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Map of the feudal coins of “France”

Reading time: 8'49"

N.B.: It is true that the name “France” here is something of a misnomer. During the period in question, the Kingdom of France was either forming or in its early years and its borders fluctuated immensely due to the fragmentation of the Carolingian Empire and, later, its strategically important location lodged between England and the Holy Roman Empire.

As the Early Middle Ages unfolded, the Western Roman Empire had fallen, the Kingdom of France did not yet exist, and the Carolingians took the throne with Pepin the Short starting the show, followed soon after by Charlemagne, coinage was about to undergo major upheaval.

Thanks to the capitularies of Vernon in 755 and Frankfurt in 794, the Carolingians regulated currency and granted themselves exclusive minting rights. A little later, in 864, it was Charles the Bald who introduced the type that would inspire numerous coins with the Carolingian monogram on the obverse and the unmistakable cross pattée on the reverse.

Coin France

Charles le Chauve, Obol, Melle, AU(55-58), Silver, Prou:704-705

The birth of feudal coinage

However, as royal political power waned little by little, during the 10th century, each duchy, county, seigneury, and even bishopric began to issue its own currency.

When Hugh Capet became king in 987, it proved difficult for him to enforce the exclusive right to mint within the crown lands.

To put it another way and far more prosaically, we were far from universal royal minting and chaos reigned in the mints.

France Medal

Reproduction du Denier Parisis, Philippe Auguste, MS(65-70)

And so began a long and arduous battle between the royal mint and the provincial mints.

It was not until the start of the 13th century, under the impulse of Philip II and subsequently his successors, that the royal mint began bit by bit to take back its rights, to the detriment of the seigniorial mints.

Metal & type

In the early years, these feudal coins (also known as provincial coins) stuck close to the Carolingian type, often copies with more or less deviation.

Then, little by little, the coins evolved and became more “original”. They were personalized and featured a coat of arms here, a portrait there...

Let us also remember that only silver had been in circulation since the end of the 8th century, on the basis of the system established by Charlemagne: livres, sols, and deniers. Gold would not reappear until the reign of Louis IX (Saint Louis). Good news for business! The value system based on the weight of silver held strong and facilitated trade.


Although it would be very complicated to present a complete map due to the length of the historical period covered and the shifting borders, here is an attempt, with coins from multiple periods, to provide you with a geographical and non-exhaustive overview of these feudal coins.

This overview will be based on a map from 1180 (the coins presented may be from different periods), just as Philip II took the throne. A detailed description of each coin featured is included below the map.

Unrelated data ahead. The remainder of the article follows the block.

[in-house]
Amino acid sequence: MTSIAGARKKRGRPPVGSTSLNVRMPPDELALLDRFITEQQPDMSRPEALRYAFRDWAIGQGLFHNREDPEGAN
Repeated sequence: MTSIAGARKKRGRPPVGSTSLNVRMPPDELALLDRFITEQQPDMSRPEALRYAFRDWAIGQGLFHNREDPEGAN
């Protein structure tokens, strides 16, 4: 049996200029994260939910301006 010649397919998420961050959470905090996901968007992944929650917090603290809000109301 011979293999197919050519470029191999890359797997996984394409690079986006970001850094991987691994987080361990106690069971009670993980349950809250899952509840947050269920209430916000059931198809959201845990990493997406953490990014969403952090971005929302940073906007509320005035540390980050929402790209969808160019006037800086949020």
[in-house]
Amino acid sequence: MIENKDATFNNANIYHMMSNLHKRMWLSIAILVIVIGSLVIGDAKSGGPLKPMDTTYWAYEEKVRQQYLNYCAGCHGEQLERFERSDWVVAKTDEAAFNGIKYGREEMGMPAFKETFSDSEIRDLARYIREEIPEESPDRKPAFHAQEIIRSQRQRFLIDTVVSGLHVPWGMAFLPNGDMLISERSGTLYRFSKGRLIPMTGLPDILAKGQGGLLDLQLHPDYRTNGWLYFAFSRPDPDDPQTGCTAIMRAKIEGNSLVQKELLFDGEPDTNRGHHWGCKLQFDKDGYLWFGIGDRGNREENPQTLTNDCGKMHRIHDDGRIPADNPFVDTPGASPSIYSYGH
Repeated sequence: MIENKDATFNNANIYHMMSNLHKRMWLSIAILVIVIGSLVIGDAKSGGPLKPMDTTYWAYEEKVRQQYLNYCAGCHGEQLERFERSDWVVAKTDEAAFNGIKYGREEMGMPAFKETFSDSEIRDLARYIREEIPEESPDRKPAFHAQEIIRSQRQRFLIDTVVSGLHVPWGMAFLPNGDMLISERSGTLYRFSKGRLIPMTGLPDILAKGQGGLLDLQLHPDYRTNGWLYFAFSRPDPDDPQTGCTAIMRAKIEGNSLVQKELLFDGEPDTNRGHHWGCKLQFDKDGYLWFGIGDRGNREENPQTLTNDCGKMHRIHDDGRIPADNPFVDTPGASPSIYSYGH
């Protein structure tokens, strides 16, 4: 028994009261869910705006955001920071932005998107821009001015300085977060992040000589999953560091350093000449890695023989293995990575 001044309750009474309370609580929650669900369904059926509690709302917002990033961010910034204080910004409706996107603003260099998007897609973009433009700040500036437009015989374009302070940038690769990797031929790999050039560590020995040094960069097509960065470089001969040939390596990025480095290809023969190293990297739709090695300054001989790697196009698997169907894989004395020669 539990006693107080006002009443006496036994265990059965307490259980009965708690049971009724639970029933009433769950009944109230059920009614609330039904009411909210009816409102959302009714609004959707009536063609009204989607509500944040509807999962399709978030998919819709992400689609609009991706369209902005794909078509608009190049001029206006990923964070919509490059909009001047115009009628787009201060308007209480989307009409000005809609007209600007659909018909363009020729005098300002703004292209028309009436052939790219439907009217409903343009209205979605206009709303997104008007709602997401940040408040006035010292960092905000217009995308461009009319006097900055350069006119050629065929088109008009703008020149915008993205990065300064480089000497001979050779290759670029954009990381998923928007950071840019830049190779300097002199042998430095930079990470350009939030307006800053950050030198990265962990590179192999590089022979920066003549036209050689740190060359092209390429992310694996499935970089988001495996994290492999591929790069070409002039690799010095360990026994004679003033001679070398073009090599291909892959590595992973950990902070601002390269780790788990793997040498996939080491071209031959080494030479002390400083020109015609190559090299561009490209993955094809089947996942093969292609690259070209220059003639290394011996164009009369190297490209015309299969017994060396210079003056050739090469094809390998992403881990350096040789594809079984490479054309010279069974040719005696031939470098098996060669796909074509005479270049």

Some counties (Foix, Narbonne...), viscounties, many archbishoprics, etc., are missing, but we have tried to show the main ones.

Carte des monnaies féodales Download the map


Map of the feudal coins of “France”

Duchy of Brittany

The Duchy of Brittany was a feudal duchy from 939 to 1547 and notably a crucial prize in the long battle between the two rivals the Kingdom of France and the Kingdom of England. It emerged following the liberation from the Viking occupation and joined the Kingdom of France permanently in 1532. The last duke, Henry II, acceded to the French throne in 1547.

This coin was issued by John IV of Brittany, who was duke from 1365 to 1399 and an ally of England and notably the Black Prince in the midst of the Hundred Years’ War.

Coin France

Bretagne, Jean IV de Montfort, 1/2 Gros, 1345-1399, VF(30-35)

Duchy of Normandy

The Duchy of Normandy was a feudal state created following the Viking invasion. In 911, the French king, Charles the Simple, granted the territory to Rollo, one of the Viking chiefs. The duchy was dissolved by Louis XI in 1469.

This coin was issued by Richard I of Normandy, known as Richard the Fearless and grandson of Rollo, who was duke from 943 to 996.

Coin France

Normandie, Richard Ier, Denier au temple, 970-980, Rouen

County of Maine

The County of Maine was founded in the 9th century and annexed to the crown lands by Philip II in 1204. Following that, the County of Maine was traditionally given to the king’s first son.

This silver denier was issued by Herbert I (Wakedog), count from 1015 to 1032.

Coin France

Herbert I, Denier, ND (1015-1246), Le Mans, Immobilized type

County of Anjou

The County of Anjou began to make a name for itself in the 10th century, when the Carolingian Empire was no more, on the ruins of West Francia. Philip II recovered it in 1204 and made it his vassal. It was raised to a duchy at the beginning of the Hundred Years’ War.

Here we have an obol issued by Charles of Valois, founder of the dynasty of the same name and King of Aragon, who acquired the County of Anjou in 1290 through his marriage to Margaret of Anjou.

Coin France

Anjou, Obol, VF(30-35), Silver, Boudeau:166

County of Tours

The County of Tours was created in the 9th century during the reign of the Carolingian king Louis the Pious. It was placed under the tutelage of the County of Anjou in 1044 and recovered by Philip II in 1204.